Fairfax County officials honored the passing of long-time Herndon-area resident, Chantilly Youth Association activist and baseball enthusiast Dave Denne last month by naming a 60-foot Franklin Farms baseball diamond in his honor.
Denne, a Little League and girls softball coach as well as a former commissioner of Chantilly Little League Baseball, was touted at the May 24 ceremony by several community leaders who had worked with him over the course of his more than 20-year career in Northern Virginia youth baseball. The former baseball enthusiast died in the fall of 2006 from complications following a stroke, according to friends. He was 53.
“Dave was such a good person and he really wanted to do more for his community than was ever asked of him,” said Hal Strickland, Fairfax County Park Authority Board chairman and friend of Denne. “He was one of those guys that just wanted to do as much as he could to make the kids’ experience better.”
The field naming ceremony was done after local and state officials who had known of Denne and his career with Chantilly Youth Association wrote county officials in December of last year, proposing the honor, according to county documents.
WHEN IT CAME time to find a way to honor Denne’s years of service to the community and local parks, there was only one thing that Sully District Supervisor Michael Frey had to consider.
“Once you’ve got it, it’s just something about baseball that keeps you hooked,” Frey said. “He was a lifelong [baseball] fan … and we couldn’t think of a more fitting way to preserve what he has done for this community.”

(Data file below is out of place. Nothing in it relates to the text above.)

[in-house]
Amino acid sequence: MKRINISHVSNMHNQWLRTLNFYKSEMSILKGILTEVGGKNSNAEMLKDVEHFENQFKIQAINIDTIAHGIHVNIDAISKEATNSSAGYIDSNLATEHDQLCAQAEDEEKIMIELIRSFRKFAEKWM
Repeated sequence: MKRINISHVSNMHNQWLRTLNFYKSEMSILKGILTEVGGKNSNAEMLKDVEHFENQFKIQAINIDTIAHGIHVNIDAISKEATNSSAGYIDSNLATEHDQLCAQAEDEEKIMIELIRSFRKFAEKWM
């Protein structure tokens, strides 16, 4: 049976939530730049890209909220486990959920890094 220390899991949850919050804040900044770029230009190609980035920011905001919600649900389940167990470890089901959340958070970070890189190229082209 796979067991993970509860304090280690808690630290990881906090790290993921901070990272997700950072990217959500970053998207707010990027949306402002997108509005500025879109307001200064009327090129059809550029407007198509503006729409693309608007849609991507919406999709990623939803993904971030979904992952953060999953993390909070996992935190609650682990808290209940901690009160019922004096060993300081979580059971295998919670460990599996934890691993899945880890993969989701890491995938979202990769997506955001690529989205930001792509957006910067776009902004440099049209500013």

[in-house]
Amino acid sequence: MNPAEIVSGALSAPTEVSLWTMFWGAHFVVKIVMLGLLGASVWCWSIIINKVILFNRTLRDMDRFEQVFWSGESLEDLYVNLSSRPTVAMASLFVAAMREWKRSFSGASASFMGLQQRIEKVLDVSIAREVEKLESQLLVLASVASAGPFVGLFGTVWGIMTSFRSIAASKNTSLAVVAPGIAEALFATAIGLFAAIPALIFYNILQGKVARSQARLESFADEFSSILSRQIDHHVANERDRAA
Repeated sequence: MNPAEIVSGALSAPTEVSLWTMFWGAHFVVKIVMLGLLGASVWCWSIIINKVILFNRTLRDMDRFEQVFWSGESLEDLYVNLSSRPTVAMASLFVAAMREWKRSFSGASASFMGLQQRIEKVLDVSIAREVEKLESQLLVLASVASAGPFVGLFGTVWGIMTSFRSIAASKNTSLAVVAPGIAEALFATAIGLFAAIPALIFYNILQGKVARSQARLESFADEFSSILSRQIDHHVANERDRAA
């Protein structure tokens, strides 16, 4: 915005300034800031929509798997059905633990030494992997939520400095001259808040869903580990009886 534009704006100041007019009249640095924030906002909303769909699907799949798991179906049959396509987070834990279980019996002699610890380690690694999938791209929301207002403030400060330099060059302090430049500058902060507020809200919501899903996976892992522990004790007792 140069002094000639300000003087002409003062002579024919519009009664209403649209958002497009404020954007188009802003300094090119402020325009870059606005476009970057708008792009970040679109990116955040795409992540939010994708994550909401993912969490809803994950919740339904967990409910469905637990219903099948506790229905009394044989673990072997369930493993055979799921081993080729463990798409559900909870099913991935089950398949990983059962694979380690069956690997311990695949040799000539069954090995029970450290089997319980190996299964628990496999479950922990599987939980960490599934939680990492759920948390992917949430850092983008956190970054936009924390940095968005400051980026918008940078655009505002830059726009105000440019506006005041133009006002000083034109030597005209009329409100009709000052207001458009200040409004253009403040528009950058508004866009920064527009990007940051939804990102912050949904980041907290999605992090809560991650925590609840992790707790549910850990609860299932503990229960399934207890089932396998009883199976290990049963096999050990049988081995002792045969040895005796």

Denne coached girls softball until the day he died and devoted much of his life as a community member to make people’s lives better through playing the sport, said Strickland.
“He would do anything, he would never say ‘well, why don’t you?’” instead “he was always saying ‘why don’t you let me?’” said Strickland.
THAT LEGACY will be remembered more thoroughly, Frey said, since the county is currently looking at a way of increasing the field’s honorary plaque to include information of what Denne meant to his teams and the Chantilly Youth Association.
“People know who he is now … but 10, 20 years down the road, people ought to know who the person is behind the name on the field,” said Frey. “We just want to remind people many years from now what he gave to the community.”
That won’t be hard if those who have worked with Denne over the years continue to spread word of mouth about how he has impacted their lives, said Strickland.
“Anyone he worked with, people could just get along with him so well,” he said. “In my years of knowing him, I can never say that he wasn’t a likable guy.”
“He will be missed,” said Frey, “at the start of every baseball season we’ll think of Dave Denne.”